Friday, March 30, 2012

l. 10817 -- “You can be authoritarian in Asia, provided there is an economic tradeoff.”

Benigno Simeon “Ninoy” Aquino, Jr., was shot dead by soldiers sent by Ferdinand Marcos at Manila airport on 21 August 1983, moments after returning from a three-year exile in the US (l. 10268).

All martyrs gain an aura of saintliness, but Ninoy's political statements in life indicate that he shared many of Marcos's concepts about strong leadership (l. 10301). Ninoy once said that, if elected, he would confiscate property and weapons to make society fairer and safer. He also said: “I'll call in the politicians and tell them, 'You guys have plundered for years. Now it's going to change. You follow me – or else' ” (l. 10302). Further, he thought that the people would not object to an authoritarian government, see title quote. As provincial governor, he engaged a private army to dispense crude justice (l. 10429). Looked at in this way, he could be considered not Marcos's antithesis, but rather Marcos's mirror image, opposite in some respects, but nearly the same in others.

Ninoy came from a political family with a history of resistance to US domination. His grandfather was condemned to death (and later pardoned) for shooting American prisoners because, according to Ninoy, “they ate too much” (l. 10340). His father actively collaborated with the occupying Japanese, whom he admired (l. 10343).

Ninoy was an indifferent student (l. 10357). At age 18 (1952), he wangled himself as an appointment as foreign correspondent in Korea for a Manila newspaper. Four years later, he aided in the capture of Huk leader Luis Tarluc, described in the previous post. Like many prominent Filipinos, Ninoy had an idea that the CIA was the secret hand behind all events and often bragged of his CIA connections. Although he was sent by Magsaysay (for whom he also worked) to observe CIA training, several senior agency officials denied that he was ever on the payroll. “We didn't trust him,” one said. “He talked too much” (l. 10380).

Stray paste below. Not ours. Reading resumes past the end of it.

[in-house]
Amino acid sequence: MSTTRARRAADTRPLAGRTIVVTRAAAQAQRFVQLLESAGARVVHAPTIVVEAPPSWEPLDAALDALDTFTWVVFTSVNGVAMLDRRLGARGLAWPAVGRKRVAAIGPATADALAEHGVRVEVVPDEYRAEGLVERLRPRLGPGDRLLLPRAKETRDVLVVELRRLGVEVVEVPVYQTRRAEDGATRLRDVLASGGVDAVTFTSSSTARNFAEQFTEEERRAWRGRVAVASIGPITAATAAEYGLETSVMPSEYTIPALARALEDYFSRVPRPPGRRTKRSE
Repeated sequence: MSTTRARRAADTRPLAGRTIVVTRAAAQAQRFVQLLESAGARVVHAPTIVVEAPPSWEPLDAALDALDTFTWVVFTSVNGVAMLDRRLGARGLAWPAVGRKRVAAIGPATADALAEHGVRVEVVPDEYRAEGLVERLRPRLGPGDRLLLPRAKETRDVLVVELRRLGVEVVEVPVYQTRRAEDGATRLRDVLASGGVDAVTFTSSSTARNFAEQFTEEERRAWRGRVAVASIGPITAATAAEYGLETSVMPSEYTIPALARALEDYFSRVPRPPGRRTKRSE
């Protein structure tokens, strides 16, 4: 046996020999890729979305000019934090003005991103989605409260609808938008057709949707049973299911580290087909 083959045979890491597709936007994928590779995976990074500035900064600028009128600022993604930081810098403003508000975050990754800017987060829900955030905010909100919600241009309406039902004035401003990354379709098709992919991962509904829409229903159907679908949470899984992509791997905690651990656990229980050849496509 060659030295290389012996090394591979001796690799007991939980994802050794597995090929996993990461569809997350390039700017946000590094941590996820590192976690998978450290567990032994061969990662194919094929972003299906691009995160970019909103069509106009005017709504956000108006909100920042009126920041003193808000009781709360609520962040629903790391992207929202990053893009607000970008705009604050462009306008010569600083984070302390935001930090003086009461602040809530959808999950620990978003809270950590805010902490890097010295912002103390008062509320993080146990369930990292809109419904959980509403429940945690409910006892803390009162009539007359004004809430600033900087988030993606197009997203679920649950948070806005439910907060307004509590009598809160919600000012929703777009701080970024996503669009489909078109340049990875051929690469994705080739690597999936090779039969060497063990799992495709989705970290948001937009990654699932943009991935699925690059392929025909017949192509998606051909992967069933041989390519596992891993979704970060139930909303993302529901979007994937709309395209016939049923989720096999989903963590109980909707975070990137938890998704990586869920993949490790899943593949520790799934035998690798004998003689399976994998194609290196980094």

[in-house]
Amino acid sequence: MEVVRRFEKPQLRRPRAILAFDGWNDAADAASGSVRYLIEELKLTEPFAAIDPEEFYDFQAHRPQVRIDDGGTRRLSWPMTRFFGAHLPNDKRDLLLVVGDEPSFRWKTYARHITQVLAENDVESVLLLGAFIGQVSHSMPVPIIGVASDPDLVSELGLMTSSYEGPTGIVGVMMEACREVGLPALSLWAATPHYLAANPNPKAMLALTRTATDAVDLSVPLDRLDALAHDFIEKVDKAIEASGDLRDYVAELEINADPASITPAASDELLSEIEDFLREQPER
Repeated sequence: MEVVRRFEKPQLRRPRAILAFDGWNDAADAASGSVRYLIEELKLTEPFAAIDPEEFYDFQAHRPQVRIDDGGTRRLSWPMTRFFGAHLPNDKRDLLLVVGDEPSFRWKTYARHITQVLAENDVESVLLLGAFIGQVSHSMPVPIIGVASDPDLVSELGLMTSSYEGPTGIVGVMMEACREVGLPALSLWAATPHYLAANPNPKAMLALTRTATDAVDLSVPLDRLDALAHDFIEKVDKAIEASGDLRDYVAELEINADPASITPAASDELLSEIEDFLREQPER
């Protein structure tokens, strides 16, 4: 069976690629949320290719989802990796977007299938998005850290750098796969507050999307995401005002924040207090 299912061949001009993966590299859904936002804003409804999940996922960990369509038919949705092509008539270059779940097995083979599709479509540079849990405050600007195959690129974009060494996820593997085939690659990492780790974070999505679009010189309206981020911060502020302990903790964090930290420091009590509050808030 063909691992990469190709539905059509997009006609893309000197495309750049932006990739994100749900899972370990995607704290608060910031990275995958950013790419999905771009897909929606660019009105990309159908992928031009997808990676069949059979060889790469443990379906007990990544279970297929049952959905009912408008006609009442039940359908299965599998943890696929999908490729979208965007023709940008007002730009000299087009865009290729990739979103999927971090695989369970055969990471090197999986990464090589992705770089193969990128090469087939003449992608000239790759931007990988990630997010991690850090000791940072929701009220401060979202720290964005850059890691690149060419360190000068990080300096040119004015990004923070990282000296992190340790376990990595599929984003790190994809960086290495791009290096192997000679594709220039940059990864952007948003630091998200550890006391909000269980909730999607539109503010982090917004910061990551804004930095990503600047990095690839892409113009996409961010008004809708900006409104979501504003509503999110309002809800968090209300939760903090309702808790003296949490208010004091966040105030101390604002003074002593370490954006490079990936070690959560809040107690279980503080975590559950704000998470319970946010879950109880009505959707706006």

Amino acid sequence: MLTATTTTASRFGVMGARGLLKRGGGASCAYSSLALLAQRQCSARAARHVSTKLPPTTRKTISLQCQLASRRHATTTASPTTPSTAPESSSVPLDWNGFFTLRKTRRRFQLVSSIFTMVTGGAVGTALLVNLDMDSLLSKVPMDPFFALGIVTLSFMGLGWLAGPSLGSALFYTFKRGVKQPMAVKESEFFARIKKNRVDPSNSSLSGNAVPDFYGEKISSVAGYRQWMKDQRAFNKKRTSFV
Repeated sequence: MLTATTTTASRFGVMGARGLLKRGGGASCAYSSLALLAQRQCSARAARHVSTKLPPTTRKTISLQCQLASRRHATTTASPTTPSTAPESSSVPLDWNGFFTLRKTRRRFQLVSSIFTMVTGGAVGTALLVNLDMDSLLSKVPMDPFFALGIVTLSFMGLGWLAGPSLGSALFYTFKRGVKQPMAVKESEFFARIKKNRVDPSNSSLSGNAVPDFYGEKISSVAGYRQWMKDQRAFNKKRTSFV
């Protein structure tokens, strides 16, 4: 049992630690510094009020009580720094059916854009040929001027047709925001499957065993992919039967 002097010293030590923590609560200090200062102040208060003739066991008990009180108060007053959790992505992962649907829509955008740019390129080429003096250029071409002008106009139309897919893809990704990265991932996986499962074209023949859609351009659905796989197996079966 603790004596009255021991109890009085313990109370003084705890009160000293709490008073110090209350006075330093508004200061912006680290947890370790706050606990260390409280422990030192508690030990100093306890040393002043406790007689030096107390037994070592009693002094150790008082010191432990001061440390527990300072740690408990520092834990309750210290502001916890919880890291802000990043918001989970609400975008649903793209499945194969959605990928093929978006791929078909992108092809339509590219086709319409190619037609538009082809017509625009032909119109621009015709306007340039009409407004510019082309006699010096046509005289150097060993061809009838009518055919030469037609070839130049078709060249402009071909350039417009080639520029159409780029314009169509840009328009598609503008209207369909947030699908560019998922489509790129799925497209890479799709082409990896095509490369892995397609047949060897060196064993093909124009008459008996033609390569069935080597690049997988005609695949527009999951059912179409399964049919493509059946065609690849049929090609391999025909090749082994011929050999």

Ninoy wed Corazon Cojuangco in October 1954. They were both 21. Ninoy's CIA observation was also his honeymoon (l. 10384). Cory's family were Hakkas who immigrated in the 1890s (l. 10388). Her family fled the Philippines in 1946, where she attended Catholic high schools and universities in Philadelphia and New York (l. 10402). She returned in 1953.

Ninoy was elected mayor of his hometown at age 22. In 1959, at age 28, he became the youngest provincial governor in the Philippines (l. 10425). In 1967, he won a seat in the lower chamber of the Philippine legislature (l. 10430). Ninoy had his eye on the Presidency and said: “I'm going to attack Marcos again and again, and goad him in to denouncing me as much as possible in retaliation. That's the only way I can keep my name in print” (l. 10439).

On the night Marcos declared martial law (22 September 1972), he arrested Ninoy and charged him with subversion, murder, and illegal possession of weapons. He spent seven and a half years in jail, first forgotten, then becoming a symbol of resistance (l. 10448). He was held without trial for three years. When Marcos started a court martial, Ninoy began a hunger strike to demand a civilian trial. He lost 40 pounds. Marcos allowed occasional US congressmen to visit him, but his plight did not interest Presidents Nixon or Ford, or Henry Kissinger (l. 10486) as much as the status of US bases.

In 1980, after long period of diplomatic pressure from the new Assistant Secretary of State for East Asia and Pacific Richard Holbrook and others, Marcos (after ordering the court-martial to sentence Ninoy to death and then changing his mind) allowed Ninoy to leave the country. The precipitating event was Ninoy's heart attack in prison. The Marcoses figured they could make his release look like a humanitarian gesture and save face, and also be spared the bad press which would ensue if Ninoy died during an operation in the Philippine Heart Center, one of Imelda's pet projects (l. 10541).

After recovery, Ninoy engineered, with Karnow's help, a three-year fellowship at Harvard University's Center for International Affairs, during which the entire family lived in Newton, a face-saving away to delay his promised return to the Philippines. In the hospital, he had signed an agreement with Marcos to return as soon as he had recovered and not to criticize the Philippines while abroad. Ninoy denounced an agreement in an August 1980 address to the Asia Society in New York (l. 10554).